In December 2020 the European Commission published a proposal to repeal the current NIS Directive (European Directive on Network and Information Systems) and to replace it with a new Directive: the so-called NIS-2 Directive. This post will give an update on the status of negotiations of NIS-2, and will outline the aspects we already know and don’t know about the upcoming Directive’s final form.
26 October 2021 – Cyber Security Coalition
API’s – new attack sweet spot
The threat landscape is in continuous turmoil, with new attack surfaces rapidly gaining popularity. If you’re into cloud security, security architecture, governance, secure application development or into cyber security in general as a CISO or other, you should check out this cyber talk on the new popular ‘kid on the block’: API security attacks.
Cyber criminals don’t neglect to study today’s innovations in our app driven world. So it’s little wonder that a company as Gartner predicts that by “2022, API abuse will move from an infrequent to the most-frequent attack vector, resulting in data breaches for enterprise web applications.” In the Cyber Talk “API Security”, Roey Eliyahu, ceo and co-founder of Salt Security, explains about the dangers and possible mitigations.
API’s as a security risk
Application Programming Interfaces (API’s) allow applications to talk to each other, exchanging any type of data over any protocol. As a result, there is a danger for “data exfiltration, data modification and account take over,” dixit Roey Eliyahu. Today, information environments contain many more API’s (often 1.000 or more rather than a few), with many of those continuously in flux (rather than static) and carrying lots more sensitive data. Furthermore, API attacks are much more business logic oriented, and extended in time (‘low and slow’).
As a result, companies are confronted with tough questions: do you know all active API’s (read: no, as there is no/insufficient/outdated documentation) and what sensitive data do they expose?
Also, there is a wide variety of API attacks, to the extent that OWASP already lists an API Security Top 10. This talk covers two of them: ‘A1 Broken object level authorization’ and ‘A3 Excessive data exposure’, illustrating how seemingly correct usage can yet be a form of abuse, as well as pointing out discovery issues.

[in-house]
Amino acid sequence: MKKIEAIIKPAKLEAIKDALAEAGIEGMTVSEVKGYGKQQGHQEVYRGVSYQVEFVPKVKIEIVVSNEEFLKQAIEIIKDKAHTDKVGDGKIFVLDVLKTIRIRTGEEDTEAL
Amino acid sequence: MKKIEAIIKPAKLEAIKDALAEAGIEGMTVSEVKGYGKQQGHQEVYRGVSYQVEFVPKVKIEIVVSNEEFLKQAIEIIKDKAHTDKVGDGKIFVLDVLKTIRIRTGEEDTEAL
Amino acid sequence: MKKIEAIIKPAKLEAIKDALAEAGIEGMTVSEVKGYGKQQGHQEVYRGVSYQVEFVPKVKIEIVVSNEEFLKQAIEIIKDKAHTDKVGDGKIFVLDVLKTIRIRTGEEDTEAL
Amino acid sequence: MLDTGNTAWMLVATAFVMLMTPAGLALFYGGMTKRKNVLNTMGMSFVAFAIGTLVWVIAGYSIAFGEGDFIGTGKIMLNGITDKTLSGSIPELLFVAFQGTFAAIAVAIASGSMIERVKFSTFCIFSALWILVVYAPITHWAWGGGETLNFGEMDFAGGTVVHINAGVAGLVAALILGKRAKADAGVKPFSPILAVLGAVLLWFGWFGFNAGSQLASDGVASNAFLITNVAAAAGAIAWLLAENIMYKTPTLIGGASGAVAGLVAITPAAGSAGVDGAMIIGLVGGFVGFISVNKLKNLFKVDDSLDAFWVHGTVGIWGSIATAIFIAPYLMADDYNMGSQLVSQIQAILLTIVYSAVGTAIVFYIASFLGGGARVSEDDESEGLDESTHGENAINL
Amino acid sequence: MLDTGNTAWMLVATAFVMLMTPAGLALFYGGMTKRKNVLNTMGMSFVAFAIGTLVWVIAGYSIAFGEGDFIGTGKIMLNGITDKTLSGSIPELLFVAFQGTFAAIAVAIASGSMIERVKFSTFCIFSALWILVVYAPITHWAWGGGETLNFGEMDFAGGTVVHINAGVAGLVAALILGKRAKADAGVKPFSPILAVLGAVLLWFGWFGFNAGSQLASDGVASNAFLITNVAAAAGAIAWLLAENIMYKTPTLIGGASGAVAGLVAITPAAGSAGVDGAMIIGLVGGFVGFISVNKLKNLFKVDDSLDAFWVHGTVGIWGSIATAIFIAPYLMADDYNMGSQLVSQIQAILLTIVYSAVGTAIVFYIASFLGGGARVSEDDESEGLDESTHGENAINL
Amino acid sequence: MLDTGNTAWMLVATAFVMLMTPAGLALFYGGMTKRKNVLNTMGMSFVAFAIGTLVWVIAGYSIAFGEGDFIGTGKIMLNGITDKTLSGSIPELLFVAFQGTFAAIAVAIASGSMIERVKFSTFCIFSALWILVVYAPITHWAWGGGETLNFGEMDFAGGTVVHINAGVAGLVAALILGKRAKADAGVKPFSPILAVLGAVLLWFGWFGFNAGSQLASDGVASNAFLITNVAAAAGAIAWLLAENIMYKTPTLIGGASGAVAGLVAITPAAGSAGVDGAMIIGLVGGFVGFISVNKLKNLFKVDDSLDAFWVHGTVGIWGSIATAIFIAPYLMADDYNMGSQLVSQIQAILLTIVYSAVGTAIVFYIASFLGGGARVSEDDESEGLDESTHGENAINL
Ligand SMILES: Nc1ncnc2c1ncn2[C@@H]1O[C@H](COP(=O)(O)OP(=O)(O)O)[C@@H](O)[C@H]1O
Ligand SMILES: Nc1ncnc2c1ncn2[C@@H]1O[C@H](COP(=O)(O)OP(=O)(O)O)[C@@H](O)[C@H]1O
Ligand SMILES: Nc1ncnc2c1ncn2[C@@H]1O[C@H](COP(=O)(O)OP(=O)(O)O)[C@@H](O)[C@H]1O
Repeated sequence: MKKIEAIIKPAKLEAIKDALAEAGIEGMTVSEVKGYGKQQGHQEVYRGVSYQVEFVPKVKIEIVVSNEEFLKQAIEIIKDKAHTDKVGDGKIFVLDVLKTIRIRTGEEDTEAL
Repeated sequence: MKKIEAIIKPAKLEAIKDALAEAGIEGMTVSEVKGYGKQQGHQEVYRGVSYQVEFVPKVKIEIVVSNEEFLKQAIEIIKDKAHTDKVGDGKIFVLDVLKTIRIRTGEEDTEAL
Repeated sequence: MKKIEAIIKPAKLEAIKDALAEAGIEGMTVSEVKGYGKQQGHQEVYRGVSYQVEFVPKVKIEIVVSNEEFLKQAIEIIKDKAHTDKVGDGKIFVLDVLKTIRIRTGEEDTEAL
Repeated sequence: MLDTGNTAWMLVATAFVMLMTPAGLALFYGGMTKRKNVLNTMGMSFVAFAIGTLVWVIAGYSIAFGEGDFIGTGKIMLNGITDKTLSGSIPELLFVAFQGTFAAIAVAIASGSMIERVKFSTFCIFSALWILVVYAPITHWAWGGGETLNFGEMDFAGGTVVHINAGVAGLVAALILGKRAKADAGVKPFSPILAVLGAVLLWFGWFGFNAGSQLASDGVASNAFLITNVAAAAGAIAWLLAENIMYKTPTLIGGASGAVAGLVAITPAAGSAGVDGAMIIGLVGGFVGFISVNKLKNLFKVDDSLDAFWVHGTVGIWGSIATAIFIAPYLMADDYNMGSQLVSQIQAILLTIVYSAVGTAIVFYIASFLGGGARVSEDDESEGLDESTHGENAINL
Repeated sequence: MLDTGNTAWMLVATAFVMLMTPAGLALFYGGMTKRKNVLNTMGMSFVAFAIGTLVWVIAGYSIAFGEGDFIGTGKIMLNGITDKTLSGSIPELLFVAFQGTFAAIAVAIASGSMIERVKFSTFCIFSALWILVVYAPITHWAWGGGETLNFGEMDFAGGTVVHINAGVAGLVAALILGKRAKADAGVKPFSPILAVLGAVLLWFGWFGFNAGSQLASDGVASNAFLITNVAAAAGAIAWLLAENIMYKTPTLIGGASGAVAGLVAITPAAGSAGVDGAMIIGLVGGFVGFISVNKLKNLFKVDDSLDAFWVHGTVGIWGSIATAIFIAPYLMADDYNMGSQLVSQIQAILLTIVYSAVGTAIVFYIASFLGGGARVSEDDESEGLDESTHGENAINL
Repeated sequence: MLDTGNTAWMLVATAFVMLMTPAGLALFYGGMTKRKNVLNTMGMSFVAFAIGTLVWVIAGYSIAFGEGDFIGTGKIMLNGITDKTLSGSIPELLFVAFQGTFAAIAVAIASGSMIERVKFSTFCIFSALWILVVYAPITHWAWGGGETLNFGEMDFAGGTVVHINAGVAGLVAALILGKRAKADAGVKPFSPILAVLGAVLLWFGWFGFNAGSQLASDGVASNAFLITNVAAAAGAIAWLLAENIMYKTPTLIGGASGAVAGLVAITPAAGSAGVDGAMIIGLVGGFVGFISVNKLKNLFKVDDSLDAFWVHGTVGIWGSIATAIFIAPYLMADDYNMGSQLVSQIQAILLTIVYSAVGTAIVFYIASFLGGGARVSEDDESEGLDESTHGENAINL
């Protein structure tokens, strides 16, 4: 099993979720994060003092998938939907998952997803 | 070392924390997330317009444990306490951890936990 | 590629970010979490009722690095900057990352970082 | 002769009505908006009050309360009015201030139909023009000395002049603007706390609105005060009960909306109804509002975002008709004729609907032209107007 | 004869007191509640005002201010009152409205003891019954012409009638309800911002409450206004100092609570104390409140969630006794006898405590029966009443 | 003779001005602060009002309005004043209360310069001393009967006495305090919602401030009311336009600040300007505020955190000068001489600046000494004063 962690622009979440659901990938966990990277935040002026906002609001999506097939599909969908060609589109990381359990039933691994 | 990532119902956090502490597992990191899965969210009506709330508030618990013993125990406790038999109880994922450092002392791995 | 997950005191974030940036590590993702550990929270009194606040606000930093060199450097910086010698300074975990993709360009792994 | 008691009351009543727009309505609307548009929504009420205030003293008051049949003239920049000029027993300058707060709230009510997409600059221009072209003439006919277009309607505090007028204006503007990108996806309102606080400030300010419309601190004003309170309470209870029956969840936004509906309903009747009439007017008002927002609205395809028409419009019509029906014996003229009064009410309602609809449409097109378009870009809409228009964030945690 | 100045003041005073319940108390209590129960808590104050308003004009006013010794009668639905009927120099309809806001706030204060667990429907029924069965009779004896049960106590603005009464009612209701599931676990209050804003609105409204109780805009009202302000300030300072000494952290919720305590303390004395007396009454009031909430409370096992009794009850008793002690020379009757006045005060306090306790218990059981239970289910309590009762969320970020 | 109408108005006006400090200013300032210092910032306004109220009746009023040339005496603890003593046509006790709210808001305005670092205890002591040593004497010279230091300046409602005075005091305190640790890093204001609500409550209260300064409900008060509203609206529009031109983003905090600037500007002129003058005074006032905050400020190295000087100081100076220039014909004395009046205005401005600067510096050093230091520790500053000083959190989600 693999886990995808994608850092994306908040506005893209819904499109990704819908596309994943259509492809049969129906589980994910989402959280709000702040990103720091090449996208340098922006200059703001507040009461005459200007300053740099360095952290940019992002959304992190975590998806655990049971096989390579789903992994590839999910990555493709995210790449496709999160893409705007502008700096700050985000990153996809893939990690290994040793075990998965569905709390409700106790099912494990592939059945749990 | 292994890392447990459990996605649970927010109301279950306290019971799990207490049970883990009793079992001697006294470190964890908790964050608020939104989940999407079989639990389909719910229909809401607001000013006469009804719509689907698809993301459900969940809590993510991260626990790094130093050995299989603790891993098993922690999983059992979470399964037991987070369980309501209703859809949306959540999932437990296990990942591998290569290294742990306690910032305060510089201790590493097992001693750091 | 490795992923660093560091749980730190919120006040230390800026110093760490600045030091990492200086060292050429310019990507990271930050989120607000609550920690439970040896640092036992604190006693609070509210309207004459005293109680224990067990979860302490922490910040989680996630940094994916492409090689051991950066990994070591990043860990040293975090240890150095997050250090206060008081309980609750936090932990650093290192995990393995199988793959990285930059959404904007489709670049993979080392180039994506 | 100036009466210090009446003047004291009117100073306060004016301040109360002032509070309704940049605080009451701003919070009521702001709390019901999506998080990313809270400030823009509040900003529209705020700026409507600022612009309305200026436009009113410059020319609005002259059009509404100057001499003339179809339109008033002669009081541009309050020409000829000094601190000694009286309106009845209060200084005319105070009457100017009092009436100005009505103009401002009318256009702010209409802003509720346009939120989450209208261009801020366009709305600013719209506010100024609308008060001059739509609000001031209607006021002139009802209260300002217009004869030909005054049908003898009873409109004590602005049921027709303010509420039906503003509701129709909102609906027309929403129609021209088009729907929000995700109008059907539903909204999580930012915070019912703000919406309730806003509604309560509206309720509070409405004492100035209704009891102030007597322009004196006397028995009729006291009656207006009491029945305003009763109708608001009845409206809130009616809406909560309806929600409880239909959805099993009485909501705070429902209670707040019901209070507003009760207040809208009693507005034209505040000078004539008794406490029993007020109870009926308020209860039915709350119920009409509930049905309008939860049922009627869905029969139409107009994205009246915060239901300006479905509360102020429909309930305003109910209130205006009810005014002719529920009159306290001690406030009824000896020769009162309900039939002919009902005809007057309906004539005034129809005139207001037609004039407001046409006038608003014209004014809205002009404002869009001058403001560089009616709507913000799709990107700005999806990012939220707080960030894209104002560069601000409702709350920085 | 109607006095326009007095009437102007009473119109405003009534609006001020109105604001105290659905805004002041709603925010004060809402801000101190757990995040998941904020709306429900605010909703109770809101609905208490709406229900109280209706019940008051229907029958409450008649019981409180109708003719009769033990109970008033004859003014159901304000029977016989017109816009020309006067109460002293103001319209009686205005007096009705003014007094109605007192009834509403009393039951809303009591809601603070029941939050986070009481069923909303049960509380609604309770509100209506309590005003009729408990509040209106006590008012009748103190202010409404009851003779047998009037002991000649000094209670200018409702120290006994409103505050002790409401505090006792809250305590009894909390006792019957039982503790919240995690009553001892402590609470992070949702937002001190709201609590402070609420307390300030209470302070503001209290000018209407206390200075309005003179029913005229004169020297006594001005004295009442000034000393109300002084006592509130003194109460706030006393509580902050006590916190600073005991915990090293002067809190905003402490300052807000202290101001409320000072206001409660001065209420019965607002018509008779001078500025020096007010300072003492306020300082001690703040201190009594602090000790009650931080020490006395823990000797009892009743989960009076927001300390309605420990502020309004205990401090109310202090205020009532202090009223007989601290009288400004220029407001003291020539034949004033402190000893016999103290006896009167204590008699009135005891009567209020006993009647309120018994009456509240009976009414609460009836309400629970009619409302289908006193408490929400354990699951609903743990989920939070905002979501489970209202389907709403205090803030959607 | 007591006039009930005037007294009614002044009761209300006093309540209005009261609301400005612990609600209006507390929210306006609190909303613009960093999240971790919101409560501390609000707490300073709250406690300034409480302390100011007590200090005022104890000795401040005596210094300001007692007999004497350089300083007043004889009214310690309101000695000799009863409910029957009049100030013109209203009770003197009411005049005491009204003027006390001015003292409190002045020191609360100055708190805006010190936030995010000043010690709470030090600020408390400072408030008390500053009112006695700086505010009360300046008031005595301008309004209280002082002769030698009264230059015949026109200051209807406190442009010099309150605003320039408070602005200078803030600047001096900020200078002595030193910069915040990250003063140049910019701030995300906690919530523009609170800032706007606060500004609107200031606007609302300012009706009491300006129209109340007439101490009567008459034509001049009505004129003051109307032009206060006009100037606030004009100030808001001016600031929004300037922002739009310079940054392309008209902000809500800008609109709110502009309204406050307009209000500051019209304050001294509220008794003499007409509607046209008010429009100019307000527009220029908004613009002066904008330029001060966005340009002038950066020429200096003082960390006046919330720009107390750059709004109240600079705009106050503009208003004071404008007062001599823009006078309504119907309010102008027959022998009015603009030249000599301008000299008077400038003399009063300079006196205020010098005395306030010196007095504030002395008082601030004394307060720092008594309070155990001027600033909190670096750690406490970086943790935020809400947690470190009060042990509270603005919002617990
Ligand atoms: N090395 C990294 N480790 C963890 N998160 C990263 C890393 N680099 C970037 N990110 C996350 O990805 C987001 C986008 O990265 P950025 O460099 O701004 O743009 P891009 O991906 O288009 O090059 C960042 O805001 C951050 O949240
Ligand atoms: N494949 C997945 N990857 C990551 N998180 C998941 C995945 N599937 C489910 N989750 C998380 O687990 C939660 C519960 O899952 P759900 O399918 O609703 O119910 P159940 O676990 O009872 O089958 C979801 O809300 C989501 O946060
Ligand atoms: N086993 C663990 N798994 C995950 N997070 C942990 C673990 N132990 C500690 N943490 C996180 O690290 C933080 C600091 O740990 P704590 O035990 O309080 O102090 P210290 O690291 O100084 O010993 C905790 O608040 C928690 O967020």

What to do?
Clearly, discovery of all active API’s is indicated, preferably in an automated way as manual discovery won’t keep up with changes, and attacks are often very API specific. The ‘low and slow’-nature op API attacks also requires an extended scrutiny of the API’s in actual everyday use, as “you have to see the whole movie, not frame by frame.” According to Roey Eliyahu, web application firewalls and API gateways do not cover all the security needs of API’s ‘(see comparative table in the talk), with Gartner as a result creating a new specific API security related product category. These products must connect to all kinds of API-connected elements in your stack; monitor API changes; check behavioural attributes (what is ‘normal’) and stop attacks. Furthermore, these products must be complementary to other security investments, for integration in a multi-layer defence.
As is often the case, this is an ‘if you need it, you need it badly’-type of talk, even as an introduction as this is probably still a less known problem. Because not staying abreast with emerging but fast growing threats is not an option.
More on the OWASP API Security Project
(including API Security Top 10:2019 list)
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